“I‘ve had it up to here with them. They just … oooohhhh …”
She sobbed. I sat there in my classroom hoping to decompress from another long day with my sixth grade homeroom class when she walked in, needing a colleagues’ ear.
“You think you’re coming in to teach. You plan, grade papers, and plan some more, and you think it’s going to go so well, and … I just don’t know.”
She shook her head.
“I understand,” I said as I nodded my head, hoping to just soak in her energy a bit. She just finished teaching my homeroom class, so we were on the same wavelength in some way.
“I got this kid who comes in late, disrupting the whole class. Once he starts, then the other gets started too, and so does this one, and it just gets ridiculous. They have so much potential and they’re sooo smart, but they just don’t want to listen. I don’t know …”
I listen intently. Before I even got my first word out, she’s sniffling. Tears stream past her glasses and down her face. I get the box of tissues I saved for the kids. The last time I had an episode like this was my first year of teaching. Two years later, my turn came to console someone else. It felt odd for a minute because, at that point, I was one of the younger teachers on staff.
While we started to develop a real “professional learning community,” some of us also also didn’t want to lose sight of developing a personal learning [loving?] community.
Teachers, specifically in the middle grades, need someone to just listen. Many of us have seen good and bad approaches to consoling an upset teacher. The best approaches often involve lots of listening, less directing. It usually means, for instance, that you’re taking cues from the speaker for how to respond. You try to relate to them on a personal level, refocus the conversation towards next steps, and use as few words as possible. Having a list of things for the teacher to do right off the bat doesn’t help, and neither does letting the conversation simmer past a boil. Exhaling means inhalation, too.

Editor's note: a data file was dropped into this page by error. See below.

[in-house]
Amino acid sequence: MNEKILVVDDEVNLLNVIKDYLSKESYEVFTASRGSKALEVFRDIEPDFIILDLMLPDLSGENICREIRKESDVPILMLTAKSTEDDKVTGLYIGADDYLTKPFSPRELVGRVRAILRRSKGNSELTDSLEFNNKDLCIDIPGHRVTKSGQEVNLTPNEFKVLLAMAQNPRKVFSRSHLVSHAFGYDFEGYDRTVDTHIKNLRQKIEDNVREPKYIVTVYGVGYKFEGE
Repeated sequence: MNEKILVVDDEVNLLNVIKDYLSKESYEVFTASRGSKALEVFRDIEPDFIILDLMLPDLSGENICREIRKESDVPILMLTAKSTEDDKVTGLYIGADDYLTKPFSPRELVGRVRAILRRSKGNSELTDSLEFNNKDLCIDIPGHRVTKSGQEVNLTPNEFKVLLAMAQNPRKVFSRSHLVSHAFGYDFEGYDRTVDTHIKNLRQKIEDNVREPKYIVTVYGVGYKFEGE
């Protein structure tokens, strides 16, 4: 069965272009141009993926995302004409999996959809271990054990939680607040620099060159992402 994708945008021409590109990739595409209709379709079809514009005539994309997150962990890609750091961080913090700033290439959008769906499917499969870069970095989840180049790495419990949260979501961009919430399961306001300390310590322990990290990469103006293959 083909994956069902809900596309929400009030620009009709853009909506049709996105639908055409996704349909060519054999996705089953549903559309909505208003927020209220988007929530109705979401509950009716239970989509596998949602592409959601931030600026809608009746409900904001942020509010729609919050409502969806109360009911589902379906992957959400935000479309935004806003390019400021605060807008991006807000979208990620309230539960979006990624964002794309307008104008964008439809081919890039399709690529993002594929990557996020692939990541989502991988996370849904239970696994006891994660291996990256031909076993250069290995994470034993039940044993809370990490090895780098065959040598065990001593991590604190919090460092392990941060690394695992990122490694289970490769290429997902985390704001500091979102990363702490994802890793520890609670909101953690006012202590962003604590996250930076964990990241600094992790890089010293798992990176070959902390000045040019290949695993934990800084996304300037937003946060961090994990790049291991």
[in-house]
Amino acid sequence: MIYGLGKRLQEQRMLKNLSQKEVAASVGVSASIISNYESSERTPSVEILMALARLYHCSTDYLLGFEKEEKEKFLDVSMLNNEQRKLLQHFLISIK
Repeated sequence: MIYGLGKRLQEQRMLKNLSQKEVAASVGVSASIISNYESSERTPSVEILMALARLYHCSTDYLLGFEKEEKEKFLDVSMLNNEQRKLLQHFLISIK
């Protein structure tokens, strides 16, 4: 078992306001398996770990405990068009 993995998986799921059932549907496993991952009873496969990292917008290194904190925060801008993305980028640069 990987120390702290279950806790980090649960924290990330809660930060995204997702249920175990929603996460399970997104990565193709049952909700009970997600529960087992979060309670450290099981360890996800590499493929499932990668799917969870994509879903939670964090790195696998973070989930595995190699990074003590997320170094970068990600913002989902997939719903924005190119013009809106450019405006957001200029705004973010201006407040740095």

Doing this (without repercussions) builds trust rather quickly.
Also, we need to remember that, because our children barely know themselves, they almost demand that we have a clear sense of self when we walk into the classroom. From the energies we give off to the way we dress in the classroom, the firm stances and high expectations we set give children a sense of security. Some of them barely know how to tie their shoelaces, much less develop their own routines for learning in a class. Over the years, teachers who remember this learn how to step off the ledge and not beat themselves up for having a bad day.
We can take the work seriously without taking ourselves so seriously.
About six months after the aforementioned incident, I needed someone to listen as well. One person who I thought I could rely on used it against me eventually. It probably led to my worst year as a teacher ever. But I had enough friends and family who did have their ear turned to me, who wanted me to succeed, and who pulled me off the ledge.
Or else I might have quit. I love my job. So does she. We’re better for having 15 minutes of someone else’s ear. Maybe both.
Mr. Vilson, who was reminded today of this …